It may seem unjustifiable to speak of an intuitive sense of harmony, melody or tonality, since these are now widely believed to be purely culturally determined, with the implication that they could be refashioned at will. But that is not the case at all. Music, of course, evolves, and what constitutes harmony, for example, has changed slowly over the course of time. The dominant seventh was considered a discord until the nineteenth century, and even the major third was once – in organum, therefore until the fourteenth century – considered a discord. (This is in itself fascinating, because it shows that the ‘melancholy’ minor third was accepted before the more ‘optimistic’ major third.) But generally there is intercultural understandability. Mongolian music, for example, does not sound harmonically incomprehensible, and certainly not unpleasant, to the Western ear. The acceptability and emotional meaning of music is not purely culture-bound. In fact it is almost universal. For example, Norwegians acculturated to a Western musical tradition make precisely the same associations between particular emotions and particular musical intervals as are made in Ancient Indian music – a radically different musical tradition.98 This would accord with most Westerners’ experience of Indian music, acknowledged as it is to be complex and based on different musical principles from our own.
Studies of adults from different cultures, and from different generations, studies in preverbal infants and even studies in animals and birds, show remarkable agreement in what is perceived as consonant and pleasurable, and what is seen as dissonant and disagreeable. Specifically there are universal natural preferences at the physiological level for harmony over dissonance. Harmony causes changes in the autonomic nervous system, with a slowing of the heart.101 Dissonance activates areas of the brain associated with noxious stimuli, and harmony areas associated with pleasurable experience. Babies as young as four months old prefer consonance to dissonance, and infants already associate the minor key with sadness. In terms of the hemispheres, the right hemisphere is more sensitive to harmony, more involved in the processing of it, and more sensitive to the distinctions between consonance and dissonance. And there is a specific right hemisphere link with processing consonance, and a left hemisphere link with processing dissonance.
The appreciation of harmony is inherently complex. It is the last aspect of musicality to develop, beginning around the age of six, and reaching maturity only by puberty. Harmony in music is an analogue of perspective in painting. Each produces what is experienced as ‘depth’: each is righthemisphere-dependent. They developed together at the same time in the Renaissance; and, similarly, they declined together with modernism, harmony becoming more precarious as painters such as Picasso started deliberately disorientating the viewer through manipulation of perspective.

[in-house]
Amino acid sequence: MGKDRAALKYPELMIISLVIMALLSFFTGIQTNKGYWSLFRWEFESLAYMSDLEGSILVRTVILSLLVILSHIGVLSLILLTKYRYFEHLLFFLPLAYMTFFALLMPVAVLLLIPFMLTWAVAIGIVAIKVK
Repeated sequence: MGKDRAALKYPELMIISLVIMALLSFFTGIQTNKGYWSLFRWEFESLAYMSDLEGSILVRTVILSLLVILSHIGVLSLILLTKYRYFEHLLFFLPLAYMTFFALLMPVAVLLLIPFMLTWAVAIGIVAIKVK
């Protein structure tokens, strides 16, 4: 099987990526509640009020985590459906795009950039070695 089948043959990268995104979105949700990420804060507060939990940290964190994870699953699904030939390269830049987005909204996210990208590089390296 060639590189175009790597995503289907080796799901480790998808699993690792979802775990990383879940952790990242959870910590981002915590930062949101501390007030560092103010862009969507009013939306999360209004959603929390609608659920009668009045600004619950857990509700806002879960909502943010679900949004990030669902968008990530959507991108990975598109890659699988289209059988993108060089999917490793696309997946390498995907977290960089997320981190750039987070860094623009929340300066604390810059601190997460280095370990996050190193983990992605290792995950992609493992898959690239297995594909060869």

Bach's music is full of discords, and one would have to be musically deaf not to appreciate them – in both senses of the word ‘appreciate’, because such moments are especially to be relished, as are the wonderful passing dissonances and ‘false relations’ in the music of, for example, Byrd and his contemporaries. But they are introduced to be resolved. The same element that adds relish to the dish makes it inedible if it comes to predominate. The passing discords so frequent in Bach are aufgehoben into the wider consonance as they move on and resolve. Context is once again absolutely critical – in fact nowhere can context be more important than in music, since music is pure context, even if the context is silence. Thus, in harmony as elsewhere, a relationship between expectation and delay in fulfilment is at the core of great art; the art is in getting the balance right, something which
Bach consummately exemplifies. There is an enormously subtle range of emotional expression over the entire range of the harmonic, with the tiniest changes making enormous differences in meaning. But we cannot make the same subtle discriminations of emotional timbre between discords, because the human nervous system, and the mammalian nervous system from which it derives, appreciates discord as distress, so that all threatens quickly to become merely angst-ridden, and the emotional range is inevitably reduced. The sound of modernist music tends to be intrinsically alien, minatory, which is why it is used in films to convey a sense of some frightening ‘other world’ (for example, at points where such an effect was required in the film 2001, Ligeti replaced Strauss).
The left hemisphere plays an important part in rhythm perception, though more complex rhythms are right-hemisphere-dependent106 and rhythmic skills are preserved in total left-hemisphere ablation.
Despite Plato's assertion that rhythm comes mainly from the mind, which possibly reflects more on Plato than it does on rhythm, there are again limits to what the human frame can experience and what the human brain can appreciate. Honegger is supposed to have said:
Honegger wrote:
I myself remain very sceptical about these rhythmic refinements. They have no significance except on paper. They are not felt by the listener … After a performance of Stravinsky's Symphony in Three Movements the players in the orchestra all remarked: ‘One has no time to listen or appraise. One is too busy counting eighth notes.’

Many composers, as might be imagined, have found themselves ambivalent about the process. Tippett lamented the loss of melody, described by Haydn as ‘that which is most difficult to produce – the invention of a fine melody is a work of genius’, and by Mozart as ‘the essence of music: I should liken one who invents melodies to a noble racehorse, and a mere contrapuntist to a hired posthack’.
Hindemith was sceptical of serial music, likening it to one of ‘those sickeningly wonderful merry-go-rounds on fairgrounds and in amusement parks … the idea is, of course, to disturb the customer's feeling of gravitational attraction by combining at any given moment so many different forms of attraction that his sense of location cannot adjust itself fast enough.’ The lack of tonal centres destroys the listener's anchor point for hierarchies of intervals. Although the composer may understand where he is going, the listener simply cannot, because we do not have sufficient short-term memory to cope with this degree of apparent formlessness.

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Anfang

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PostSubject: Re: C-RAP C-RAP - Page 5 EmptyWed Mar 18, 2020 1:00 pm

Satyr wrote:

Is this boy-band phenomenon comparable to the Beatles or even the Rolling Stones phenomenon of my time?
Do the Backstreet Boys or Nsync compare?  

I think all those mass-ive "hit bands" are essentially a product of music companies and their marketing. They are promoted and that's what makes them so popular. Doesn't mean they all have to be musically bad but I think it's all in the hands of those who promote them and they also have a say in how they behave, how they look, what music they sing/play (when they still played instruments)...